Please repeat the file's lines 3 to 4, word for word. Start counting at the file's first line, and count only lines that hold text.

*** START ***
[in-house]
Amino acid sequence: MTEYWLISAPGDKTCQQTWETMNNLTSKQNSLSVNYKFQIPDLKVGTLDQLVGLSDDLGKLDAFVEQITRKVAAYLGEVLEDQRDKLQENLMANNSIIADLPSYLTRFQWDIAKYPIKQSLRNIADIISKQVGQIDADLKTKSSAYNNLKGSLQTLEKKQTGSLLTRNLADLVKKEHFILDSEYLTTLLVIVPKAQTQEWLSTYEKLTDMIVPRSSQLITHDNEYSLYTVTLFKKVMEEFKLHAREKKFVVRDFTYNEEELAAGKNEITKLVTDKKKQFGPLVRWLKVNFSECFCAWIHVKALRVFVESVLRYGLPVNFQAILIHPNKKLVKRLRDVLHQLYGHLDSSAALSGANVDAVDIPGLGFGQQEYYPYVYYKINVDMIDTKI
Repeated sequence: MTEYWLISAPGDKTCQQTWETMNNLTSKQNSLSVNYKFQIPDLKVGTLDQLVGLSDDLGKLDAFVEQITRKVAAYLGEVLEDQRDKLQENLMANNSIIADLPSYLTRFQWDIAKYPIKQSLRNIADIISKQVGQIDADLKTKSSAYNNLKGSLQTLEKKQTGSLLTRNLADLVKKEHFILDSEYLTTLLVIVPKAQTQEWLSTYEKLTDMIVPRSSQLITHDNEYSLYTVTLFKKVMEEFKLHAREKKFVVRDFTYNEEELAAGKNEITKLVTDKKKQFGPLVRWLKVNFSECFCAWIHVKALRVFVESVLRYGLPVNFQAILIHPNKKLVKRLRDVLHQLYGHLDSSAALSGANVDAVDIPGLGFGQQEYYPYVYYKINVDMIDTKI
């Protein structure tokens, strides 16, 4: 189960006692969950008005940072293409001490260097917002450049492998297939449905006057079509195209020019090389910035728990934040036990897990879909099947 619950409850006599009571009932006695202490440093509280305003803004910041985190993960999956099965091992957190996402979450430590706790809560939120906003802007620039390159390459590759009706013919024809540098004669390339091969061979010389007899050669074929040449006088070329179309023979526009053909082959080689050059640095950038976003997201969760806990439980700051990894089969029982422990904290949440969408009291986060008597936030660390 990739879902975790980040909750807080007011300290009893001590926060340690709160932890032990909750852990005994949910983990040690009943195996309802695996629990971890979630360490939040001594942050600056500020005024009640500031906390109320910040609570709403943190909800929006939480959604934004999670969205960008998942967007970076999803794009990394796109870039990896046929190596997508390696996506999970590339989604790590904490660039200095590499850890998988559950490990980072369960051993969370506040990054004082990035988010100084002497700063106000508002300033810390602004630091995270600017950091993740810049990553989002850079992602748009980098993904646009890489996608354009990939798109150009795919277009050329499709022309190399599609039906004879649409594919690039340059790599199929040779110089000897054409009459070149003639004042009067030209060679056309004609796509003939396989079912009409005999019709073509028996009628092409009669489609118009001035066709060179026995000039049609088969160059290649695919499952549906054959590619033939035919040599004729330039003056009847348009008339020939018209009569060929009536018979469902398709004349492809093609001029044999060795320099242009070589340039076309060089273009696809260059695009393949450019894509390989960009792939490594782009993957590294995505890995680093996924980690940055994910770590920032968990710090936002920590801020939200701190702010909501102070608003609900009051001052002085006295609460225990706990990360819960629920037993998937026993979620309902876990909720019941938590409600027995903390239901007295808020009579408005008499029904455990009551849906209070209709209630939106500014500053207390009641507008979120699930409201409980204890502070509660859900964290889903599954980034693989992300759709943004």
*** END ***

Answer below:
Repeated sequence: MTEYWLISAPGDKTCQQTWETMNNLTSKQNSLSVNYKFQIPDLKVGTLDQLVGLSDDLGKLDAFVEQITRKVAAYLGEVLEDQRDKLQENLMANNSIIADLPSYLTRFQWDIAKYPIKQSLRNIADIISKQVGQIDADLKTKSSAYNNLKGSLQTLEKKQTGSLLTRNLADLVKKEHFILDSEYLTTLLVIVPKAQTQEWLSTYEKLTDMIVPRSSQLITHDNEYSLYTVTLFKKVMEEFKLHAREKKFVVRDFTYNEEELAAGKNEITKLVTDKKKQFGPLVRWLKVNFSECFCAWIHVKALRVFVESVLRYGLPVNFQAILIHPNKKLVKRLRDVLHQLYGHLDSSAALSGANVDAVDIPGLGFGQQEYYPYVYYKINVDMIDTKI
């Protein structure tokens, strides 16, 4: 189960006692969950008005940072293409001490260097917002450049492998297939449905006057079509195209020019090389910035728990934040036990897990879909099947 619950409850006599009571009932006695202490440093509280305003803004910041985190993960999956099965091992957190996402979450430590706790809560939120906003802007620039390159390459590759009706013919024809540098004669390339091969061979010389007899050669074929040449006088070329179309023979526009053909082959080689050059640095950038976003997201969760806990439980700051990894089969029982422990904290949440969408009291986060008597936030660390 990739879902975790980040909750807080007011300290009893001590926060340690709160932890032990909750852990005994949910983990040690009943195996309802695996629990971890979630360490939040001594942050600056500020005024009640500031906390109320910040609570709403943190909800929006939480959604934004999670969205960008998942967007970076999803794009990394796109870039990896046929190596997508390696996506999970590339989604790590904490660039200095590499850890998988559950490990980072369960051993969370506040990054004082990035988010100084002497700063106000508002300033810390602004630091995270600017950091993740810049990553989002850079992602748009980098993904646009890489996608354009990939798109150009795919277009050329499709022309190399599609039906004879649409594919690039340059790599199929040779110089000897054409009459070149003639004042009067030209060679056309004609796509003939396989079912009409005999019709073509028996009628092409009669489609118009001035066709060179026995000039049609088969160059290649695919499952549906054959590619033939035919040599004729330039003056009847348009008339020939018209009569060929009536018979469902398709004349492809093609001029044999060795320099242009070589340039076309060089273009696809260059695009393949450019894509390989960009792939490594782009993957590294995505890995680093996924980690940055994910770590920032968990710090936002920590801020939200701190702010909501102070608003609900009051001052002085006295609460225990706990990360819960629920037993998937026993979620309902876990909720019941938590409600027995903390239901007295808020009579408005008499029904455990009551849906209070209709209630939106500014500053207390009641507008979120699930409201409980204890502070509660859900964290889903599954980034693989992300759709943004």